Partner Spotlight: Lynn Erdman and Carolina Breast FriendsJanuary 2021
Situated on the pedestrian-friendly, tree-lined East Morehead Street, resides a sanctuary that has worked with more than 2000 Charlotte- based breast cancer survivors. It is known as The Pink House and happens to be home to Carolina Breast Friends where Executive Director Lynn Erdman spends her days building partnerships and programs while simultaneously supporting survivors.
"The opportunities and experiences I've had have helped me expand Carolina Breast Friends," she says. This makes sense as she's spent more than 25 years in the nonprofit and healthcare sectors.
Before her career began, Erdman knew she wanted to be in the field of helping others. Sound advice from a biology teacher led her down the path of nursing. Upon graduating from the University of North Carolina at Greensboro, Erdman spent six months as a neonatal intensive care nurse at Presbyterian Hospital in Charlotte when she was asked to move into the oncology unit. After spending four years working with patients and families battling cancer, Erdman realized she found her niche.
Erdman obtained a graduate degree in oncology nursing and returned back to Presbyterian hospital to serve as their first clinical nurse specialist. She went on to become the founding Director of Presbyterian Cancer Center and was eventually recruited by Atrium Health to do similar work. Erdman's experience continued to grow in her key senior, national leadership positions with the American Cancer Society, Susan G. Komen, The American College of Surgeons, and Association of Women's Health, and Obstetric and Neonatal Nurses, where she served as CEO.
After years of extensive travel, speaking engagements and volunteering, Erdman happily brought her talents back to Charlotte. A PMA Consulting Search Advisory project brought Erdman and Carolina Breast Friends together, and PMA has also enjoyed board engagement and strategic planning work with CBF as well. Because The Pink House supports breast cancer survivors at every stage of the journey from diagnosis to treatment to recovery, Erdman was well equipped to not only lead, but grow the work happening there.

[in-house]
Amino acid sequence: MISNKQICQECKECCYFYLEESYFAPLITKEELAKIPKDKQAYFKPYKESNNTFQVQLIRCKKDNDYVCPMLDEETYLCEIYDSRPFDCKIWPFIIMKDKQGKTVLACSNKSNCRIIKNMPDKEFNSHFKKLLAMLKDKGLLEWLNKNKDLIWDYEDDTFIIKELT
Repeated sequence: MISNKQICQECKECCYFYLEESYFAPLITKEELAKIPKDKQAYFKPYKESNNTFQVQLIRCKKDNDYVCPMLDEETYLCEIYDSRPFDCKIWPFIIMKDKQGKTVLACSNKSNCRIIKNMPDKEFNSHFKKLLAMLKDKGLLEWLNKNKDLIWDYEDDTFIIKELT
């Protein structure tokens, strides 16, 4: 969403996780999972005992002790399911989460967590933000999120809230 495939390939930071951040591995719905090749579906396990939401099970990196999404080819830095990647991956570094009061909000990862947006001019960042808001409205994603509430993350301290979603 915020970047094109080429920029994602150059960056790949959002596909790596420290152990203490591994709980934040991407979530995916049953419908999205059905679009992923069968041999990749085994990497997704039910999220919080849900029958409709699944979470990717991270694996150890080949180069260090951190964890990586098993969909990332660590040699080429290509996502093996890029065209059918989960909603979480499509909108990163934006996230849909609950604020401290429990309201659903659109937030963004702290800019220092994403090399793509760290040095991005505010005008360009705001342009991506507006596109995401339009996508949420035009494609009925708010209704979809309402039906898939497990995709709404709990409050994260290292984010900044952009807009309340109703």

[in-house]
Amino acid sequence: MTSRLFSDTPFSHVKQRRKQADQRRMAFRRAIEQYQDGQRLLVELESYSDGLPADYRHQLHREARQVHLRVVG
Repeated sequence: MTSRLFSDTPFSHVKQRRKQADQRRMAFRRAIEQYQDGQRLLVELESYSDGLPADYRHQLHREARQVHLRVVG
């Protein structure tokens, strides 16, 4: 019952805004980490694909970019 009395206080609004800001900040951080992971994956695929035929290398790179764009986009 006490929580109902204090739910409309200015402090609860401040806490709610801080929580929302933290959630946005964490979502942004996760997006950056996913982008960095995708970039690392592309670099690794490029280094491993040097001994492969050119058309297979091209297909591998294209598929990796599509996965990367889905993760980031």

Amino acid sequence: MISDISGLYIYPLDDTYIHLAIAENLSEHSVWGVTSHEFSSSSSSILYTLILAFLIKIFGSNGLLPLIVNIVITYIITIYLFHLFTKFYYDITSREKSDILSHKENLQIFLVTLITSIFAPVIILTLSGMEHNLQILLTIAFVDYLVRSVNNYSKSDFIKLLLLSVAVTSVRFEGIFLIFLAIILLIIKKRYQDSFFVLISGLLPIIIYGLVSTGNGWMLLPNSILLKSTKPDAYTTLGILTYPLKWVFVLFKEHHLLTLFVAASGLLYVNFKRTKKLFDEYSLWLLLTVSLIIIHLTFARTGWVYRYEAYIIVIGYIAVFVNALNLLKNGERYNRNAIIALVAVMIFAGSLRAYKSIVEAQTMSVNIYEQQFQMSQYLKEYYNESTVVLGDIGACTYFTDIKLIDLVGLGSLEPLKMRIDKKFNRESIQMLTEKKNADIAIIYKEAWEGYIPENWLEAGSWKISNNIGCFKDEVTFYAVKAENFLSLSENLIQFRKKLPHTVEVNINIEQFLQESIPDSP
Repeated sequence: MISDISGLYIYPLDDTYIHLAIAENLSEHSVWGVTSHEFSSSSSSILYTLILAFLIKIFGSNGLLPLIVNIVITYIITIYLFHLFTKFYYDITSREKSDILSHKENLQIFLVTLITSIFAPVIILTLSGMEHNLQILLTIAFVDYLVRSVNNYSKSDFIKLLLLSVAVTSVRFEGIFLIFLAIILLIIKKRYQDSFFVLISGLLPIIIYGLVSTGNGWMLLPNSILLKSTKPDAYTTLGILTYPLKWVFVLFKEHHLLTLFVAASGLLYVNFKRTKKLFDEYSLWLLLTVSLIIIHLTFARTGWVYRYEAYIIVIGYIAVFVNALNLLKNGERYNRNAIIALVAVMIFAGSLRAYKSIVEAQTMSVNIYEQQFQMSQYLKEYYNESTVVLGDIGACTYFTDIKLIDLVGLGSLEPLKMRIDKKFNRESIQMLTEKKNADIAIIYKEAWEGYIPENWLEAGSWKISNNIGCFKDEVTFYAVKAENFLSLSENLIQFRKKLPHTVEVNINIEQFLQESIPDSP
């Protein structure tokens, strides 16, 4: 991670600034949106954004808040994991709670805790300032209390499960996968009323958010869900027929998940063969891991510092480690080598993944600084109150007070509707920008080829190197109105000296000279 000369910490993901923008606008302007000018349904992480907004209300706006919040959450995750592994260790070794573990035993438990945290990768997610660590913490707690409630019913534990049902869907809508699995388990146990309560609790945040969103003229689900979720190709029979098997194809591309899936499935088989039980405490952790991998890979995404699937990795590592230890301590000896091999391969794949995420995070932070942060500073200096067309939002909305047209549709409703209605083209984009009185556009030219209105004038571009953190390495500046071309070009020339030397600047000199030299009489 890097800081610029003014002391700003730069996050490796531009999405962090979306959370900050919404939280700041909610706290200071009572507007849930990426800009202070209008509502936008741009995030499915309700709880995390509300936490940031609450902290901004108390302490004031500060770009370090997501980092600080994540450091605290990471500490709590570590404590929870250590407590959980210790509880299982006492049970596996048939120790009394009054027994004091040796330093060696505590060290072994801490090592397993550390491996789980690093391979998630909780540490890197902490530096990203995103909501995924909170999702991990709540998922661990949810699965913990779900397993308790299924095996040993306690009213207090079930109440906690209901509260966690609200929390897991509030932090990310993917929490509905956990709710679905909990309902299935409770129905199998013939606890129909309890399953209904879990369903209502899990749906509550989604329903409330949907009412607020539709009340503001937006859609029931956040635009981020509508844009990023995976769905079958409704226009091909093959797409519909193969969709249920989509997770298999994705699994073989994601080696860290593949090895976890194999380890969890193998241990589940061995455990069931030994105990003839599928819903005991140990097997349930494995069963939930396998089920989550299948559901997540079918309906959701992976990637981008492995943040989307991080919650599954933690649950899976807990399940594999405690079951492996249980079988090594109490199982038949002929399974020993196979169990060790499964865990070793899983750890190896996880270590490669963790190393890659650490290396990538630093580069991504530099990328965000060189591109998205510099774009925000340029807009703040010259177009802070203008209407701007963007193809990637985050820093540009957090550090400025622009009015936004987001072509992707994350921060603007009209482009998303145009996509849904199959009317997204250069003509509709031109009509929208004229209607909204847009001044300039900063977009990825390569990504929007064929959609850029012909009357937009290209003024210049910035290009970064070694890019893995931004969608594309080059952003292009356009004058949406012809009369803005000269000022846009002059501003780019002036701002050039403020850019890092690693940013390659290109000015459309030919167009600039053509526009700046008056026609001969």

Pre-Covid, all of the programming at The Pink House included over 30 monthly education and wellness sessions. When the pandemic occurred, Erdman immediately transitioned everything to the world of Zoom and made several eye-opening discoveries. She realized they could expand their reach to survivors across the country, people wanted and needed the connection (regardless of a virtual experience), people enjoyed connecting from the comfort of their own homes. Post-Covid, they will continue to reach a broader audience through the use of a virtual platform.
In an effort to maintain the appeal of The Pink House, Erdman says they've reopened to offer one-on-one sessions including fascial stretch therapy and oncology massage. Erdman proudly notes that they were still able to host a socially distanced version of their annual Thankful Feast. They spread out all 50 guests amongst six-foot tables that were six feet apart. One person sat on each end of the table wearing a mask. Masks were only removed while they were eating. In the end they gathered around in circle with masks on and expressed what they were thankful for. "It's just so special, especially for people who are going through cancer, who don't know what their timeframe looks like, to have support from other survivors that are living in the same world they are," states Erdman.
As if all of the work Erdman has done weren't enough, she currently serves on the Board of Advisors for the Duke University School of Nursing and she serves on the Board of Trustees for William Peace University.
One might say that Erdman's labor has come full circle and as she explains, "very rewarding." "I get to see survivors every day. It's kind of back to where my heart is. I feel good every day when I go home. I feel totally blessed," she says.